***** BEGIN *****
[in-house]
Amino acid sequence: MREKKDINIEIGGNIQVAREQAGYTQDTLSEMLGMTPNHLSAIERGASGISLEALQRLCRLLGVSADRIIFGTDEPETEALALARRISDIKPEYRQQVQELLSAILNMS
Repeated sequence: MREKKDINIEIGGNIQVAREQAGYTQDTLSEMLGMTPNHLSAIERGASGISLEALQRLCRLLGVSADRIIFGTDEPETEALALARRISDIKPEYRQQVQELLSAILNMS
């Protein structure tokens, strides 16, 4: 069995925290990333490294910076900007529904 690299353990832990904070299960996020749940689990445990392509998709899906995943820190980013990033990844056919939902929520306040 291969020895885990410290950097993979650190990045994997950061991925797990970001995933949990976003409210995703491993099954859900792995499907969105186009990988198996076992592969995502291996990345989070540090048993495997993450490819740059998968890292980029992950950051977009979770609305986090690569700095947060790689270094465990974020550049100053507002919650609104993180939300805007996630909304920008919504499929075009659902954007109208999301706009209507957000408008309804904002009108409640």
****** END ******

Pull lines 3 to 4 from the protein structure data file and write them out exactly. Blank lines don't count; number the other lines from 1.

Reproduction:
Repeated sequence: MREKKDINIEIGGNIQVAREQAGYTQDTLSEMLGMTPNHLSAIERGASGISLEALQRLCRLLGVSADRIIFGTDEPETEALALARRISDIKPEYRQQVQELLSAILNMS
């Protein structure tokens, strides 16, 4: 069995925290990333490294910076900007529904 690299353990832990904070299960996020749940689990445990392509998709899906995943820190980013990033990844056919939902929520306040 291969020895885990410290950097993979650190990045994997950061991925797990970001995933949990976003409210995703491993099954859900792995499907969105186009990988198996076992592969995502291996990345989070540090048993495997993450490819740059998968890292980029992950950051977009979770609305986090690569700095947060790689270094465990974020550049100053507002919650609104993180939300805007996630909304920008919504499929075009659902954007109208999301706009209507957000408008309804904002009108409640």